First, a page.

• Learning today improves productivity tomorrow (do not try to make money too early). Your non-monetized time is an investment that pays back in the long term (this is personal experience, people know I have more than one solution and that I can cope with changing specifications, on the fly).
    Patent wars between phone makers do waste
    money that they would better invest to
    make better phones for their customers!
    Btw shall I say here this comes from Reuters? :D
    • Neither bragging nor marketing will work for makers or open source projects: you are judged by the community on facts. While "value engineering" is sane (i.e. try not to over-engineer something and hence make a product less expensive), it most often abused up to planed obsolescence in the industry (reduce willingly the lifespan of the product, make it "fashionable"). No such silliness when there is no "product" as viewed by regular businessmen.
    • When you are small and not motivated by money first, there is no real gain in valuing your "intellectual property" (ROI - return of investment), or open a patent war. The two anyhow would stop you from continual innovation, unless you think you need it to raise money from investors. They usually have no care about innovation beyond the fact it is a "technological barrier" (or more precisely, the fact that they think it is, even when it means you depart from your very own initial goal!). I like how Sanjay says he would better upgrade and innovate than fight with the Chinese copycats of his very nice all E3D all-metal hot end (I could not find the quote anymore!)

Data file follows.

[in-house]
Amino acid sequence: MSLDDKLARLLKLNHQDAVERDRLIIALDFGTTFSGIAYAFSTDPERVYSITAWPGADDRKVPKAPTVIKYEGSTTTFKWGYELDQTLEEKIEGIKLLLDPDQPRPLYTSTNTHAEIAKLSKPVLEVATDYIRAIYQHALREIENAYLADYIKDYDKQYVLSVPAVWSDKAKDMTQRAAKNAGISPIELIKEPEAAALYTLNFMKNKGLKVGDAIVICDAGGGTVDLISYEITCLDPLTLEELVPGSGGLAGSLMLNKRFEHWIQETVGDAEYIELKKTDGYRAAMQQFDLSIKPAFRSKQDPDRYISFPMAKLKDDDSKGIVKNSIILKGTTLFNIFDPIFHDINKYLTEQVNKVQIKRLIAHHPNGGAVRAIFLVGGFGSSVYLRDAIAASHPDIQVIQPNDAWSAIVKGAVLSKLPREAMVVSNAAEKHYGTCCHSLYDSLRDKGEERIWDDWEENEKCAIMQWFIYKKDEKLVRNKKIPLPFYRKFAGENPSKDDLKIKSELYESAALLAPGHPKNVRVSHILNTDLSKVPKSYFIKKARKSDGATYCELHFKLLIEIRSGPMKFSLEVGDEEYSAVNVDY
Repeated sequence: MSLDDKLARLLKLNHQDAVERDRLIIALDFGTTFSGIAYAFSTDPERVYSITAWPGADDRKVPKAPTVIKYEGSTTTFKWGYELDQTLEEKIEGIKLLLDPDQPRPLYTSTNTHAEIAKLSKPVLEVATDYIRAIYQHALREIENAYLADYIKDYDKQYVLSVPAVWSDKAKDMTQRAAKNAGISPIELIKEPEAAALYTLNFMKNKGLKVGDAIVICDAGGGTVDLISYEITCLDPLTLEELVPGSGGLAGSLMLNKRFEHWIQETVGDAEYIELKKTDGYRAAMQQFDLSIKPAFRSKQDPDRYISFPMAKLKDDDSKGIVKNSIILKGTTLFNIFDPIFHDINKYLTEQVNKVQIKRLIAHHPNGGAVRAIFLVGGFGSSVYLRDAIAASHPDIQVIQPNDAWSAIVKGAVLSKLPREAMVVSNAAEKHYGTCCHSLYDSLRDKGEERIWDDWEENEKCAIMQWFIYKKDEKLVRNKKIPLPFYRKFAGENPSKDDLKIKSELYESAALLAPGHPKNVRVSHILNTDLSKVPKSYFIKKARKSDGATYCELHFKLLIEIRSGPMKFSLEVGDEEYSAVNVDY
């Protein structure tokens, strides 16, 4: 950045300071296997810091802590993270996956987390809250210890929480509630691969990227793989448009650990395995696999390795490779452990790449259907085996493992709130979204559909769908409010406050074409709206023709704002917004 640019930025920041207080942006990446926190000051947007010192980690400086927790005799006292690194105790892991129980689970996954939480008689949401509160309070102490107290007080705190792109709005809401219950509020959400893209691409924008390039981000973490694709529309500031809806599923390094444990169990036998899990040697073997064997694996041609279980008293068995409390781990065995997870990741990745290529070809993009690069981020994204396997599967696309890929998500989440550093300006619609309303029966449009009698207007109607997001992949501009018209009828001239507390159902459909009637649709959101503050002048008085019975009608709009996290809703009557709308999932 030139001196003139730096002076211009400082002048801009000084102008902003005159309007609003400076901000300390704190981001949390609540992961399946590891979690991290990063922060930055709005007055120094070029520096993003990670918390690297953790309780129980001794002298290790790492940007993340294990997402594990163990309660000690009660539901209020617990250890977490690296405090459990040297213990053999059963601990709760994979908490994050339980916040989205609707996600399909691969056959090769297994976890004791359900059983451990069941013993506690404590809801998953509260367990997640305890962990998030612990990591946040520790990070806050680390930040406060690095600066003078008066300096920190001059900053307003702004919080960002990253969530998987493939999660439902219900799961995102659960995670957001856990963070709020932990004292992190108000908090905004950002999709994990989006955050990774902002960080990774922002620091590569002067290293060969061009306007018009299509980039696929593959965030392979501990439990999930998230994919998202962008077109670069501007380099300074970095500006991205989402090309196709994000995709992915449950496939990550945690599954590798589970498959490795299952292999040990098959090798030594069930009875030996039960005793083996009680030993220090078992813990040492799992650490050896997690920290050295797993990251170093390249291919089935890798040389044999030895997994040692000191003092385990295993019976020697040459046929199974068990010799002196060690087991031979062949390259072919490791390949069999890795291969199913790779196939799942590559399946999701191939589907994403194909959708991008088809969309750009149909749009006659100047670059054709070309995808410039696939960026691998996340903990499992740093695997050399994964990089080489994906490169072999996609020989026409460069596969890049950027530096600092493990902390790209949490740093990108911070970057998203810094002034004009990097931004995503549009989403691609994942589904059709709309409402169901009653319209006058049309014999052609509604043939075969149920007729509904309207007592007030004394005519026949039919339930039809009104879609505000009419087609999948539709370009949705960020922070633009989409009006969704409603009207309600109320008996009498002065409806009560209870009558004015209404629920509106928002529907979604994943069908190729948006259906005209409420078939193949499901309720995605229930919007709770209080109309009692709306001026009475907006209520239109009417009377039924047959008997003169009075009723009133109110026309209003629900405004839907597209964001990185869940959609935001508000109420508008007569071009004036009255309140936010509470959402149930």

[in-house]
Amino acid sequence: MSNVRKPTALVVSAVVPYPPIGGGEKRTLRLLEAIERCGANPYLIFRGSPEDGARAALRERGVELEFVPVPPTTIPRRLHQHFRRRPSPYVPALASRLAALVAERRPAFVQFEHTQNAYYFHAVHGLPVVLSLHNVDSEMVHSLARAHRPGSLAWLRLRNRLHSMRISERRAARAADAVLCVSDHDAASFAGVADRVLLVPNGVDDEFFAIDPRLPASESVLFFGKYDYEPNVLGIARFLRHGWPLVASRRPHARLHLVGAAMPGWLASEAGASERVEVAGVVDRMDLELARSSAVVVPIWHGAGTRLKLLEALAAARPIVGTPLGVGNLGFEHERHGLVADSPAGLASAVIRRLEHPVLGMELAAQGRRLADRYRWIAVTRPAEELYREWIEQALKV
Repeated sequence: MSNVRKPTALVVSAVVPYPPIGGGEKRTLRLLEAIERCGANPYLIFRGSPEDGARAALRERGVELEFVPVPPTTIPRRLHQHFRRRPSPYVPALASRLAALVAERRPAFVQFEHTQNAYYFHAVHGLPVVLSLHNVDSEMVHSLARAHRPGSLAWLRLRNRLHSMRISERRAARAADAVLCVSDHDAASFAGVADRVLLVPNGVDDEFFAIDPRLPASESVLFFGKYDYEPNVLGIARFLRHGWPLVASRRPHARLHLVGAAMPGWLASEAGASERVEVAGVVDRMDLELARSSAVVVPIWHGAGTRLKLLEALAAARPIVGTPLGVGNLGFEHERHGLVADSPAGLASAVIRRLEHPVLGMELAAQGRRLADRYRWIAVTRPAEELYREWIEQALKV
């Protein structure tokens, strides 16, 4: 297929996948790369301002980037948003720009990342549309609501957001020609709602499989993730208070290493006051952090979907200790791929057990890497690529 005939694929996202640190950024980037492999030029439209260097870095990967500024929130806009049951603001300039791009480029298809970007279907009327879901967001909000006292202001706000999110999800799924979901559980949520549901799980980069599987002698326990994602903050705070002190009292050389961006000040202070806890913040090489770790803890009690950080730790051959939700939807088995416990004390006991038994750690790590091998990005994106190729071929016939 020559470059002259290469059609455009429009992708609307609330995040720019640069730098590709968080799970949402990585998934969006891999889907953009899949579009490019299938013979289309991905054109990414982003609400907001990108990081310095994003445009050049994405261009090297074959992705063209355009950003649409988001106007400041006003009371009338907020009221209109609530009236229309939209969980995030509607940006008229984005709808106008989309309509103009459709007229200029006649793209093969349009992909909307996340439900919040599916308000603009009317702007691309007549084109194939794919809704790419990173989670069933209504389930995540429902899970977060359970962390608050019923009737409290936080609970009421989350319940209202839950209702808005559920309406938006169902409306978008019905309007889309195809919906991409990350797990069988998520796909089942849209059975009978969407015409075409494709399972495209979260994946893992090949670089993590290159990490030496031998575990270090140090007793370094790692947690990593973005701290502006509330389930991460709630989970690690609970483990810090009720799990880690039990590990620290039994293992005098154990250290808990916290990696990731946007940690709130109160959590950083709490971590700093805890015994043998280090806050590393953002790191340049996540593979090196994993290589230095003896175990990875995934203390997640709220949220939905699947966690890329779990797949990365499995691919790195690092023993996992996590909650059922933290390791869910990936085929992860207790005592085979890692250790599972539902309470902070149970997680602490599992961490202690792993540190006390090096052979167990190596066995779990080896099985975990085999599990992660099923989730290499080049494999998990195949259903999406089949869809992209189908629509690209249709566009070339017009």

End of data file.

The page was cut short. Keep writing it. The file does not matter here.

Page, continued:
• Be the first and share it, or someone will do it before you (or worse, a businessman may patent it). And more can be achieved with the community: cheap tools and free howtos.
    • Your life is not your money. To quote Coco Chanel (!): There are people who have money, and people who are rich.

    May be even more important: YOU can make it, do not be shy!

    One slide that was missing because of time, but which is back in the online presentation is: you do not need education to make something. The community and free internet is there) Though, if you have some education you may really apply it to the real world. And for sure, if you are self-taught, it may even let you think out of the box more easily.

    To quote Einstein himself: "the only thing that interferes with my learning is my education". So feel free, you are free.

    The BotBQ, a clever illustration

    Jason gave an enlightening speech he gave before mine, about his BotBQ, a 3D hamburger printer. Seriously, when I heard about it I first though it was joke.

    Then I realized the guy really was spending time on it. Since he was invited as a speaker to the Fabcon, and I did not know how printing food could motivate someone to this extent, I absolutely wanted to see him talk about this at the show.

    But I realized he was conveying an important message way beyond the printer itself. Let me quote it from his speech, that you really should listen to "I am not an engineer, I am just a normal guy. So if anybody is discouraged, there is one thing you can take away from me today : if you can do something, or if you think you want to do something, just do it, don't hold back".

    Seriously, Jason, you are plain right. "Why?" was a very wrong question in my mind in the very first place, and "Why not?" is the answer anyway!

    My speech is here as slides, or there as a 25-minute video below: